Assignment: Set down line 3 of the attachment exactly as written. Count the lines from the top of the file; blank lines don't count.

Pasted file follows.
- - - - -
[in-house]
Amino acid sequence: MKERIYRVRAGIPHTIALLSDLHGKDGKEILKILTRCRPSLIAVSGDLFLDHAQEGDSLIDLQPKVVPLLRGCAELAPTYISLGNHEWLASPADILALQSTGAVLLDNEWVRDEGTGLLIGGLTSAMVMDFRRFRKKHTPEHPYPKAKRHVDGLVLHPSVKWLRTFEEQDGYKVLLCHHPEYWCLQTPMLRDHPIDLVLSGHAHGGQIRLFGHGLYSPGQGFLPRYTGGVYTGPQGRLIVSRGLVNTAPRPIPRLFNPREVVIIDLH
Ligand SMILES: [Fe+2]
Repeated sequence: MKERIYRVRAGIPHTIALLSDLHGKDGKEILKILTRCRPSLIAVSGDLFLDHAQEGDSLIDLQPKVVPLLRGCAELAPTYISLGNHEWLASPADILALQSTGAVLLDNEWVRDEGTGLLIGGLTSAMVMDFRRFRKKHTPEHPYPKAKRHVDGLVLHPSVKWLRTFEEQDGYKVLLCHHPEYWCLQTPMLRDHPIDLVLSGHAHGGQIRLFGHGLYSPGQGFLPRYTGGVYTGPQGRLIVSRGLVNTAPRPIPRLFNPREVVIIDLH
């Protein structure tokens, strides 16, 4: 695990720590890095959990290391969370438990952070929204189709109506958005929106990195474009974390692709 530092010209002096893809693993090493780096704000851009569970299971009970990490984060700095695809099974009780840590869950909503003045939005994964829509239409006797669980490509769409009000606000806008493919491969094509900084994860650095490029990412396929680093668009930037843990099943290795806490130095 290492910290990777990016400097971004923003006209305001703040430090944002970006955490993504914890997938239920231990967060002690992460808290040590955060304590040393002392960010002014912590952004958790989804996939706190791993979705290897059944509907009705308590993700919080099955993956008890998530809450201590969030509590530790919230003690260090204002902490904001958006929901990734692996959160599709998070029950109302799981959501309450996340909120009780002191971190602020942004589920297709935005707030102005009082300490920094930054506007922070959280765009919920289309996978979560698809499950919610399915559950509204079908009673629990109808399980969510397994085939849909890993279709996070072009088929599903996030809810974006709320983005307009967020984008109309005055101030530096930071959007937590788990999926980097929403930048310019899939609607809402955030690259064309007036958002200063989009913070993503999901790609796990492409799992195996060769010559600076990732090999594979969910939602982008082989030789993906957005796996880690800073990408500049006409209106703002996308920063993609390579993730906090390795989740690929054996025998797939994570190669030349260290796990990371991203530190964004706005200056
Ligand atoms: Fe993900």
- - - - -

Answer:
Ligand SMILES: [Fe+2]